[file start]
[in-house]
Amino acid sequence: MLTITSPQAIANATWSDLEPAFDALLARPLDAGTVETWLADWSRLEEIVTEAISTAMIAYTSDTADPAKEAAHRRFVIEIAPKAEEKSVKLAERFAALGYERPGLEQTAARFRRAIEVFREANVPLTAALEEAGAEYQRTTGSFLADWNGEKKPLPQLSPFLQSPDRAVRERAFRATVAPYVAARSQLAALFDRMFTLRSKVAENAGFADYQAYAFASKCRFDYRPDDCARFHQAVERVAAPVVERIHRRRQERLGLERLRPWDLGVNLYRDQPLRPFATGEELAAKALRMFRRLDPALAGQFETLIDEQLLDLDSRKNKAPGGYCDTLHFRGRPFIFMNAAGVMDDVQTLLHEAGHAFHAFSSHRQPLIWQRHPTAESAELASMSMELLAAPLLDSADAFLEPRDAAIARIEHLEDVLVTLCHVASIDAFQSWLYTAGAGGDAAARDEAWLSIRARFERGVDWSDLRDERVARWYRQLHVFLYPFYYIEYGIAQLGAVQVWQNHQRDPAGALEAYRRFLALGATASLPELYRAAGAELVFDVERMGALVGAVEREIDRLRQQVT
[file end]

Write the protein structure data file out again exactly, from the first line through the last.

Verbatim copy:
[in-house]
Amino acid sequence: MLTITSPQAIANATWSDLEPAFDALLARPLDAGTVETWLADWSRLEEIVTEAISTAMIAYTSDTADPAKEAAHRRFVIEIAPKAEEKSVKLAERFAALGYERPGLEQTAARFRRAIEVFREANVPLTAALEEAGAEYQRTTGSFLADWNGEKKPLPQLSPFLQSPDRAVRERAFRATVAPYVAARSQLAALFDRMFTLRSKVAENAGFADYQAYAFASKCRFDYRPDDCARFHQAVERVAAPVVERIHRRRQERLGLERLRPWDLGVNLYRDQPLRPFATGEELAAKALRMFRRLDPALAGQFETLIDEQLLDLDSRKNKAPGGYCDTLHFRGRPFIFMNAAGVMDDVQTLLHEAGHAFHAFSSHRQPLIWQRHPTAESAELASMSMELLAAPLLDSADAFLEPRDAAIARIEHLEDVLVTLCHVASIDAFQSWLYTAGAGGDAAARDEAWLSIRARFERGVDWSDLRDERVARWYRQLHVFLYPFYYIEYGIAQLGAVQVWQNHQRDPAGALEAYRRFLALGATASLPELYRAAGAELVFDVERMGALVGAVEREIDRLRQQVT